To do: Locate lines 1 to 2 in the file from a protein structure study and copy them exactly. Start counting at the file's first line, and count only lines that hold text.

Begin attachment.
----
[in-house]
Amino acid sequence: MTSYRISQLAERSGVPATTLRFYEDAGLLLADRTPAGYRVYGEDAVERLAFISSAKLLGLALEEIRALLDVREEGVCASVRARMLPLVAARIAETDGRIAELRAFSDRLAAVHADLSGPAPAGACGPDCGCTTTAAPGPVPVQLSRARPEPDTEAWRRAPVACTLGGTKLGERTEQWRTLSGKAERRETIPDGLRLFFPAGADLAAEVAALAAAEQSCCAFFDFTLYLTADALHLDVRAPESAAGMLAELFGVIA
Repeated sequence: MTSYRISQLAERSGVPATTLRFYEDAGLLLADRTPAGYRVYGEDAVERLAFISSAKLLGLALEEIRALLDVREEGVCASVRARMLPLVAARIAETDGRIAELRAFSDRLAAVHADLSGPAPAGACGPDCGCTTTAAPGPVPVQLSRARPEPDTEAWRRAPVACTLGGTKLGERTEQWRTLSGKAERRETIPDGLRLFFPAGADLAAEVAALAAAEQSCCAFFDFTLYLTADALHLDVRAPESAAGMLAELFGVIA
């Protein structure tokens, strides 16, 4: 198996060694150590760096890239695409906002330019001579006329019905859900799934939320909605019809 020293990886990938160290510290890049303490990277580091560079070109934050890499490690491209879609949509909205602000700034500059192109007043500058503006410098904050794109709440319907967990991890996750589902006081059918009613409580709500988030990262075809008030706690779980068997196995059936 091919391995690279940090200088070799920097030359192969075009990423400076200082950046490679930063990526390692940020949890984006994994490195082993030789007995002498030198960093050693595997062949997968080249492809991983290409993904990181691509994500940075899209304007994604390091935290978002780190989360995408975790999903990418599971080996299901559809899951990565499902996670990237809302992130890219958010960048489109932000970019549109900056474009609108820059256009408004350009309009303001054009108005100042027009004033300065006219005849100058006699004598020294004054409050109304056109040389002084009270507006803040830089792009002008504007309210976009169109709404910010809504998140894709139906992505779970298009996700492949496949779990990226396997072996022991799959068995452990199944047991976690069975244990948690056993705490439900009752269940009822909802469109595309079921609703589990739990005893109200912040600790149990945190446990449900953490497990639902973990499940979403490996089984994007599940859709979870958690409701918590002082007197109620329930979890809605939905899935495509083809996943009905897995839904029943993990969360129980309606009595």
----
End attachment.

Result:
[in-house]
Amino acid sequence: MTSYRISQLAERSGVPATTLRFYEDAGLLLADRTPAGYRVYGEDAVERLAFISSAKLLGLALEEIRALLDVREEGVCASVRARMLPLVAARIAETDGRIAELRAFSDRLAAVHADLSGPAPAGACGPDCGCTTTAAPGPVPVQLSRARPEPDTEAWRRAPVACTLGGTKLGERTEQWRTLSGKAERRETIPDGLRLFFPAGADLAAEVAALAAAEQSCCAFFDFTLYLTADALHLDVRAPESAAGMLAELFGVIA